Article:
Olympus TG-6 vs Sony HX99
The Olympus Tough TG-6 and the Sony Cyber-shot DSC-HX99 are two digital cameras that were officially introduced, respectively, in May 2019 and August 2018. Both the TG-6 and the HX99 are fixed lens compact cameras that are equipped with a 1/2.3-inch sensor. The Olympus has a resolution of 12 megapixels, whereas the Sony provides 18 MP.
Below is an overview of the main specs of the two cameras as a starting point for the comparison.
Going beyond this snapshot of core features and characteristics, what are the differences between the Olympus Tough TG-6 and the Sony Cyber-shot DSC-HX99? Which one should you buy? Read on to find out how these two cameras compare with respect to their body size, their imaging sensors, their shooting features, their input-output connections, and their reception by expert reviewers.
An illustration of the physical size and weight of the Olympus TG-6 and the Sony HX99 is provided in the side-by-side display below. The two cameras are presented according to their relative size. Three consecutive views from the front, the top, and the rear side are shown. All size dimensions are rounded to the nearest millimeter.
The TG-6 can be obtained in two different colors (black, red), while the HX99 is only available in black.
If the front view area (width x height) of the cameras is taken as an aggregate measure of their size, the Sony HX99 is notably smaller (21 percent) than the Olympus TG-6. Moreover, the HX99 is slightly lighter (4 percent) than the TG-6. It is worth mentioning in this context that the TG-6 is splash and dust resistant, while the HX99 does not feature any corresponding weather-sealing. More than that, the TG-6 is water-proof up to 15m and can, thus, be used for underwater photography.
Concerning battery life, the TG-6 gets 340 shots out of its LI-92B battery, while the HX99 can take 370 images on a single charge of its NP-BX1 power pack. The battery packs of both cameras can be charged via USB, which can be very convenient when travelling.
The adjacent table lists the principal physical characteristics of the two cameras alongside a wider set of alternatives. In case you want to display and compare another camera duo, just click on the right or left arrow next to the camera that you would like to inspect. Alternatively, you can also use the CAM-parator to select your camera combination among a larger number of options.
|Olympus TG-6||4.4 in||2.6 in||1.3 in||8.9 oz||340||Y||May 2019||449|
|Sony HX99||4.0 in||2.3 in||1.4 in||8.5 oz||370||n||Aug 2018||449|
|Canon SX740||4.3 in||2.5 in||1.6 in||10.5 oz||265||n||Jul 2018||399|
|Canon SX730||4.3 in||2.5 in||1.6 in||10.6 oz||250||n||Apr 2017||399|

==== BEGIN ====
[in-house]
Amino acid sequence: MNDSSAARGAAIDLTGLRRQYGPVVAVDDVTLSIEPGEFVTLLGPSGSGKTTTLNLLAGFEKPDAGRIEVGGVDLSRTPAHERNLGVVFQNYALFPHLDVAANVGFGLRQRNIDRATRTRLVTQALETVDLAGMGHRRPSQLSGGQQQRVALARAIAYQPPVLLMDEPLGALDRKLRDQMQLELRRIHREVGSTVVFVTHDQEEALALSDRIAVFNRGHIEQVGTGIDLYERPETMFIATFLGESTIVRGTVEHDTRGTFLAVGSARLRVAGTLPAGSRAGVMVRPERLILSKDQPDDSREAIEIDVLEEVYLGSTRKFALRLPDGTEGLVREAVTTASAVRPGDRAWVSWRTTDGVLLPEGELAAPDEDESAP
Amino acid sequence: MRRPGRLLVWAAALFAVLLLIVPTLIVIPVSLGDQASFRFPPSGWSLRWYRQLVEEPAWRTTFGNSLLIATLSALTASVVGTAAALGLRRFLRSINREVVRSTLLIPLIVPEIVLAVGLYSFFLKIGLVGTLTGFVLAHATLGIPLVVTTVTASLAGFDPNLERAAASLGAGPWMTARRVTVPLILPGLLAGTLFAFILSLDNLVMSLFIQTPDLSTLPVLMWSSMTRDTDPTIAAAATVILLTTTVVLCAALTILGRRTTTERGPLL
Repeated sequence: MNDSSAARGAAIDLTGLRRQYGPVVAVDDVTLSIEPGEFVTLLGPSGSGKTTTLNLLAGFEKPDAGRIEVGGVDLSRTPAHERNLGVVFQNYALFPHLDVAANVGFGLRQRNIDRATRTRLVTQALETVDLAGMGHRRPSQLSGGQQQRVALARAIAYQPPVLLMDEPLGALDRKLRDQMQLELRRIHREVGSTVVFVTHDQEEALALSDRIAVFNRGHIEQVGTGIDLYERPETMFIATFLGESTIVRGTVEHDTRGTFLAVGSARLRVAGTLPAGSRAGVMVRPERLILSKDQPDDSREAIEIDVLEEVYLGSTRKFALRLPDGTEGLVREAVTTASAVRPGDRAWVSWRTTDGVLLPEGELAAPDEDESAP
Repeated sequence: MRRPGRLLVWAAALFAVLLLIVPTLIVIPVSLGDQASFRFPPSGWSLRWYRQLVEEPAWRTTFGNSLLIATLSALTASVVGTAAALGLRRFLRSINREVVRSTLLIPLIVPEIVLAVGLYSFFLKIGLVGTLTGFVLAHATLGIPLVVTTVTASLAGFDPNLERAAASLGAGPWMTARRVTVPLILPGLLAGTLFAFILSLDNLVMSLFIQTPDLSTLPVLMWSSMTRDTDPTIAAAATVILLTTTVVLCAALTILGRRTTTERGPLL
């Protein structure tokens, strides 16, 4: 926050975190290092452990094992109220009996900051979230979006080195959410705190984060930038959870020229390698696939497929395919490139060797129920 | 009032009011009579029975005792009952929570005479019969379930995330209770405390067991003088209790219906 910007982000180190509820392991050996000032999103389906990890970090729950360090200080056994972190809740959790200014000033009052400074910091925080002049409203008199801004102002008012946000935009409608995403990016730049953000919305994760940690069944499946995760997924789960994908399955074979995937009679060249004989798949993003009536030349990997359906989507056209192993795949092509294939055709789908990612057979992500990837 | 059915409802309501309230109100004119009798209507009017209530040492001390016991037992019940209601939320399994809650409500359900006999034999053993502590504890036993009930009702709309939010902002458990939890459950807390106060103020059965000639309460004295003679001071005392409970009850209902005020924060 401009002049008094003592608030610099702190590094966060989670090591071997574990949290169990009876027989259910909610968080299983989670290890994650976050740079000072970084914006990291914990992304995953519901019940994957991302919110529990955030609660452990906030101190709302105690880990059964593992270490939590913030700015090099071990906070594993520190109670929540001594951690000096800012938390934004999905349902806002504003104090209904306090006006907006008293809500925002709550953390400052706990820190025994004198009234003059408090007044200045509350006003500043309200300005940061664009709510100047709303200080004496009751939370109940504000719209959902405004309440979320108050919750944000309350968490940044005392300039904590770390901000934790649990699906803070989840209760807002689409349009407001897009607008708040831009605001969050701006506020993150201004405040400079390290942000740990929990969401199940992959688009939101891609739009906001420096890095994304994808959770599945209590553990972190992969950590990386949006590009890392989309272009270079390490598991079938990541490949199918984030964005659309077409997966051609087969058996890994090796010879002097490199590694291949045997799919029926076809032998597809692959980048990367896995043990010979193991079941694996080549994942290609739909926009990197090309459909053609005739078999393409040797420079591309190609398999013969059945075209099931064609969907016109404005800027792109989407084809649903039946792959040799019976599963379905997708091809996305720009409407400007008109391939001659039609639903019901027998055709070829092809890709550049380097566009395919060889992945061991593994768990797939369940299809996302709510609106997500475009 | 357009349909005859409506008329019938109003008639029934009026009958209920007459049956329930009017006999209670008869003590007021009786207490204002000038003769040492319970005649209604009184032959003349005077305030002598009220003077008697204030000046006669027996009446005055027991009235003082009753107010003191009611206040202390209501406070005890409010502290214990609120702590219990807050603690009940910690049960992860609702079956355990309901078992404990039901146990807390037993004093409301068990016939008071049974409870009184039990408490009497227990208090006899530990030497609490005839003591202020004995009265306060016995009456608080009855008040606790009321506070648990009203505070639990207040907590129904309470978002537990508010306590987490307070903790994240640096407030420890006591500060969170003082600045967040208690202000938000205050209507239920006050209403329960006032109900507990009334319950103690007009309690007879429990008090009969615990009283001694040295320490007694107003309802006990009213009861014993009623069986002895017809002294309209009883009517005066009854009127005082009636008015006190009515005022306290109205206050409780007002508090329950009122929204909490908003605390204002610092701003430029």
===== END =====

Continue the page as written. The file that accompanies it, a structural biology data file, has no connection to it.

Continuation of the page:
|Nikon W300||4.4 in||2.6 in||1.1 in||8.1 oz||280||Y||May 2017||389|
|Olympus TG-5||4.4 in||2.6 in||1.3 in||8.8 oz||340||Y||May 2017||449|
|Olympus TG-4||4.4 in||2.6 in||1.2 in||8.7 oz||380||Y||Apr 2015||379|
|Olympus E-PM1||4.3 in||2.5 in||1.3 in||9.3 oz||330||n||Jun 2011||499|
|Olympus XZ-1||4.4 in||2.6 in||1.7 in||9.7 oz||320||n||Jan 2011||499|
|Panasonic TS7||4.6 in||3.0 in||1.5 in||11.3 oz||300||Y||May 2018||449|
|Ricoh WG-6||4.6 in||2.6 in||1.3 in||8.7 oz||340||Y||Feb 2019||399|
|Sony HX95||4.0 in||2.3 in||1.4 in||8.5 oz||370||n||Aug 2018||429|
|Sony WX800||4.0 in||2.3 in||1.4 in||8.2 oz||370||n||Oct 2018||399|
|Sony HX90V||4.0 in||2.3 in||1.4 in||8.6 oz||360||n||Apr 2015||429|
|Sony HX400V||5.1 in||3.7 in||4.1 in||23.3 oz||300||n||Feb 2014||499|
Notes: Measurements and pricing do not include easily detachable parts, such as add-on or interchangeable lenses or optional viewfinders.
(1) Number of images that can be taken on a full battery charge according to the CIPA-standard; (2) Official announcement.
The price is, of course, an important factor in any camera decision. The listed launch prices provide an indication of the market segment that the manufacturer of the cameras have been targeting. The two cameras under review were launched at the same price and fall into the same market segment. Normally, street prices remain initially close to the MSRP, but after a couple of months, the first discounts appear. Later in the product cycle and, in particular, when the replacement model is about to appear, further discounting and stock clearance sales often push the camera price considerably down.
The size of the sensor inside a digital camera is one of the key determinants of image quality. A large sensor will tend to have larger individual pixels that provide better low-light sensitivity, wider dynamic range, and richer color-depth than smaller pixel-units in a sensor of the same technological generation. Further, a large sensor camera will give the photographer additional creative options when using shallow depth-of-field to isolate a subject from its background. On the downside, larger sensors tend to be more expensive and lead to bigger and heavier cameras and lenses.